It’s Time to Talk to Our Kids About Nature
I want to share some disturbing facts with you. In a nationwide Nature Conservancy poll released late last year, nearly 73 percent of youth surveyed agreed that “previous generations have damaged our environment and left it to our generation to fix it.” And only one-third believe that government leaders are doing a “good job addressing major problems facing our country.” Of these same young people, 88 percent report spending time every day online, playing video games and watching TV, but only 11 percent spend daily time outside.
The growing disconnect between our children and nature is real, as is their disillusionment with the world they are inheriting. The poll results should serve as a wake-up call for all of us. Here in Utah, we are taking action. In the past few years, we have deepened our focus on education and outreach, particularly to Utah’s youth, and today I’m excited to share some of our most recent progress with you, including a major milestone for our Wings & Water Wetlands Education Program.
We launched Wings & Water in 2005, and since then it has reached more than 8,000 fourth grade students in Salt Lake and Davis Counties. Built around a guided, hands-on field trip to our award-winning visitor center at the Great Salt Lake Shorelands Preserve, the program also offers lesson plans and materials for teachers based on the state core curriculum standards.
We’re teaching these students targeted science lessons, but the education goes far beyond that. For many, it’s their first meaningful nature experience—one that affects them deeply and in different ways. Pam Fitch, a teacher from Parkview Elementary in Salt Lake City, whose class participated in Wings & Water, says it best:
“I believe that spending time in a place where the horizon is distant is time that nourishes the soul. It is education that is beyond testing, but absolutely essential for the development of human compassion. Our experience at the Great Salt Lake Shorelands Preserve brings joy to my teaching, and makes me hopeful for the future.”
This spring, through a new partnership with Utah State University Botanical Center (UBC), the Wings & Water program is set to truly take off. Made possible by a generous grant from Rio Tinto Kennecott Utah Copper, the newly expanded Wings & Water program will be bolstered by UBC’s existing education platform, and will reach 70 percent more fourth graders, encompass more school districts and offer new programs to other grade levels.
In addition to growing Wings & Water, we’re using the Great Salt Lake Shorelands Preserve to help other young people get outside as well. Youth-friendly field trips and an exciting new Great Salt Lake “patch program” for Boy and Girl Scouts are all designed to expose a new generation to the wonder of the Lake, and plant the seed for a conservation ethic that will last throughout their lives.
But we’re not solely focused on children who still have years to shape their views on the environment. We’re also reaching out to those young people who are already voting, and who will soon be creating new families and leading our communities. Through partnerships with major universities, we are helping these young adults make a real connection between their quality of life, their core values and the environment.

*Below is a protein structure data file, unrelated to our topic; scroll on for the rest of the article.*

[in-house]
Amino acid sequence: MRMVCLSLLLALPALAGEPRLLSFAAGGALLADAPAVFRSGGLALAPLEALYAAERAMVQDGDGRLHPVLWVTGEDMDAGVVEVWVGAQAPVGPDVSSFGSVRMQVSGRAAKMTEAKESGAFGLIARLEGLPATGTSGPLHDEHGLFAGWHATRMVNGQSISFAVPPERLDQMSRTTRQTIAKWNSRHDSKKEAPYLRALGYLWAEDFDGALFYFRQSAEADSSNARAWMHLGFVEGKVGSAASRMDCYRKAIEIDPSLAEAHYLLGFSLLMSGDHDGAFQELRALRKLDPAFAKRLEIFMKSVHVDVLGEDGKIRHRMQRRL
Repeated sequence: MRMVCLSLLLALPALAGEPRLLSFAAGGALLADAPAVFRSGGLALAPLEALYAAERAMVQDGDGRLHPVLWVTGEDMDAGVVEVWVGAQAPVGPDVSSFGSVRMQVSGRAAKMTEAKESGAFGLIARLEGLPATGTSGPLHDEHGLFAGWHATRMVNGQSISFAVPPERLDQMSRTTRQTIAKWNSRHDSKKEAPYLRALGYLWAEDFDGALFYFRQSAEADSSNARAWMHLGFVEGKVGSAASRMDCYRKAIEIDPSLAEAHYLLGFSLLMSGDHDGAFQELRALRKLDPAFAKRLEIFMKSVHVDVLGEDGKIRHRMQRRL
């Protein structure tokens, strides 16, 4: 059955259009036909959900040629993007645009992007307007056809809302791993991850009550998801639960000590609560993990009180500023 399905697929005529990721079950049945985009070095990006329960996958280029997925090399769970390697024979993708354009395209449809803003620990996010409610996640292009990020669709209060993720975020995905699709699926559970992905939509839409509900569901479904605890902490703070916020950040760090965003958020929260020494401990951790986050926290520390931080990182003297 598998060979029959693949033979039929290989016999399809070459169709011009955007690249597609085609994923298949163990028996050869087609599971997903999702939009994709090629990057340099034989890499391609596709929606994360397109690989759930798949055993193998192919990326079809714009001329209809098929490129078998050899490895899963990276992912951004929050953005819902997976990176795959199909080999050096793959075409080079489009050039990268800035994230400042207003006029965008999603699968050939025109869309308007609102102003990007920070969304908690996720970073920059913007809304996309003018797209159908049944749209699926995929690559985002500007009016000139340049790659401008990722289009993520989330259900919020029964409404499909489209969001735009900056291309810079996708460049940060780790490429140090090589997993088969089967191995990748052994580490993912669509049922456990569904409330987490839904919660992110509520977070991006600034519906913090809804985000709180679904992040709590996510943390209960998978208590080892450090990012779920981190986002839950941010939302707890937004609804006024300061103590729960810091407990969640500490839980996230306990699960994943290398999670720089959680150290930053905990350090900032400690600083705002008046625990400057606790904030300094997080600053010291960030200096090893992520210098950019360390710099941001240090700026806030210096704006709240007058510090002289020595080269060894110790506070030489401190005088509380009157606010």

Thanks to the Hewlett Foundation, we have teamed up with Brigham Young University to support the Environmental Ethics Initiative (EEI), designed to increase environmental awareness among students and faculty. This fall, the first EEI lecture featured the Conservancy’s own lead scientist, M.A. Sanjayan, a veritable rock star in the conservation movement.
Sanjayan helped the standing-room only crowd of BYU students understand how the health of the world’s lands and waters is directly tied to human well-being, and how smart conservation can fight poverty. More importantly, he reminded the students of the high stakes for their own lives if conservation fails. “Right now, people are doing great. But it has come at a cost, and that cost isn’t going to be paid by my generation.”
I’m proud to report the Conservancy is supporting similar conservation lectures and other outreach activities at Weber State University, the University of Utah and Westminster College.
Finally, thanks to our Canyonlands Research Center, we’re creating new educational opportunities and resources for college students and academics throughout Utah and around the world. Based at the Dugout Ranch, and geared toward finding solutions to land and water pressures on the Colorado Plateau, the Center is supporting undergraduate and graduate research projects on topics from endangered species and forest health to carbon sequestration.
With Utah State University as a founding partner, alongside public land agencies and land users like ranchers and recreationalists, the Center is providing a nexus for people to reconnect with and reinvigorate this special region.
The Conservancy has always understood that people are a crucial part of the equation for conservation success, but we know we need to strengthen this emphasis. Now more than ever, we must talk not just about critical landscapes and species, but also about human welfare and economics, and even just the simple joy of getting outside. And we need to have these conversations on hikes with our kids, at the dinner table, and online through the social media channels they use every day.
The national poll results were alarming, but they also contained glimmers of hope. Sixty-six percent of those youth polled said they “have had a personal experience in nature” that made them appreciate it more. The data suggest that if American youth are given more opportunities to have a meaningful experience outdoors, they will be more likely to value nature and feel empowered to protect it.